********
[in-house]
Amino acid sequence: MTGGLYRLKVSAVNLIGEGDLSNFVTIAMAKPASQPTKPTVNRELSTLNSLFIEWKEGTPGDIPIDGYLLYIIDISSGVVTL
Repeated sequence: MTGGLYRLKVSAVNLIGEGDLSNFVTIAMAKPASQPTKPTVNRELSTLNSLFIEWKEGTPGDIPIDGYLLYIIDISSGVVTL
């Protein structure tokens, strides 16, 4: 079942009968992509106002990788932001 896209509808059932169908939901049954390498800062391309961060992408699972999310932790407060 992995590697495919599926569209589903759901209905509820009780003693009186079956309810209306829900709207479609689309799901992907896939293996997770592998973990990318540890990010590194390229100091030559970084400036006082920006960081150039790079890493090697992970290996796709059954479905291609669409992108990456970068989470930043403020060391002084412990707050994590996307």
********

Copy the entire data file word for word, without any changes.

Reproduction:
[in-house]
Amino acid sequence: MTGGLYRLKVSAVNLIGEGDLSNFVTIAMAKPASQPTKPTVNRELSTLNSLFIEWKEGTPGDIPIDGYLLYIIDISSGVVTL
Repeated sequence: MTGGLYRLKVSAVNLIGEGDLSNFVTIAMAKPASQPTKPTVNRELSTLNSLFIEWKEGTPGDIPIDGYLLYIIDISSGVVTL
């Protein structure tokens, strides 16, 4: 079942009968992509106002990788932001 896209509808059932169908939901049954390498800062391309961060992408699972999310932790407060 992995590697495919599926569209589903759901209905509820009780003693009186079956309810209306829900709207479609689309799901992907896939293996997770592998973990990318540890990010590194390229100091030559970084400036006082920006960081150039790079890493090697992970290996796709059954479905291609669409992108990456970068989470930043403020060391002084412990707050994590996307």